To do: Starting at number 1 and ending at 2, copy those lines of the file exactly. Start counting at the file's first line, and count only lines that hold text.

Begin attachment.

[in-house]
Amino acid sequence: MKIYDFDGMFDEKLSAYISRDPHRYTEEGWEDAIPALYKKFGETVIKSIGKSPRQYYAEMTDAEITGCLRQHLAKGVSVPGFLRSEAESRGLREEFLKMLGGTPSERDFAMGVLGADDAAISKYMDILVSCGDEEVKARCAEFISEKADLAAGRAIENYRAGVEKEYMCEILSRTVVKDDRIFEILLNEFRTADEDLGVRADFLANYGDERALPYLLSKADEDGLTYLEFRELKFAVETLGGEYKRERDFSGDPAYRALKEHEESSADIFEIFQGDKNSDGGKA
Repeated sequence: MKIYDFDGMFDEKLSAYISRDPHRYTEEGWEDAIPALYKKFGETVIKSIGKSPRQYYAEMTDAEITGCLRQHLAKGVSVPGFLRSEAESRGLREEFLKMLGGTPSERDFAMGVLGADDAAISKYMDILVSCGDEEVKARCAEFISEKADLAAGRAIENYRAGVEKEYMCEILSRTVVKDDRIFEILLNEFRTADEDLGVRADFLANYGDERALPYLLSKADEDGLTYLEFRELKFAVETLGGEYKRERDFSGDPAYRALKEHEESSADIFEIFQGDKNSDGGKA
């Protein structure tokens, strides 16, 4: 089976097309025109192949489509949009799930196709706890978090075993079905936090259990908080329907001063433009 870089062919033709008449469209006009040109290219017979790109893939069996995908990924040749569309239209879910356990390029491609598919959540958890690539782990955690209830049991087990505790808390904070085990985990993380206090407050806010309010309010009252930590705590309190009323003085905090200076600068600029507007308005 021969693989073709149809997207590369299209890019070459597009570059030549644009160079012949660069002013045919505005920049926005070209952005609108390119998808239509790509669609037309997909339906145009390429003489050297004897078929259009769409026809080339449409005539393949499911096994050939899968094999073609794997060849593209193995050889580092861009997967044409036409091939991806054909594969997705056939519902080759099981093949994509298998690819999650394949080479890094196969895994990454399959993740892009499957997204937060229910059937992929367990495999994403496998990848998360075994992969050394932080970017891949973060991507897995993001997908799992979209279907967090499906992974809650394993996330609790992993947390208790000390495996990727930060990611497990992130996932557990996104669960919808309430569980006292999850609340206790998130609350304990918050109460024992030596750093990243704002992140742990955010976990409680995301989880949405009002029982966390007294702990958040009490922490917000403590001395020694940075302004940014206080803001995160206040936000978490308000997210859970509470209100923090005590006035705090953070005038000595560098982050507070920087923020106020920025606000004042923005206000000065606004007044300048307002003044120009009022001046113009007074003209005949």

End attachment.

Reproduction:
[in-house]
Amino acid sequence: MKIYDFDGMFDEKLSAYISRDPHRYTEEGWEDAIPALYKKFGETVIKSIGKSPRQYYAEMTDAEITGCLRQHLAKGVSVPGFLRSEAESRGLREEFLKMLGGTPSERDFAMGVLGADDAAISKYMDILVSCGDEEVKARCAEFISEKADLAAGRAIENYRAGVEKEYMCEILSRTVVKDDRIFEILLNEFRTADEDLGVRADFLANYGDERALPYLLSKADEDGLTYLEFRELKFAVETLGGEYKRERDFSGDPAYRALKEHEESSADIFEIFQGDKNSDGGKA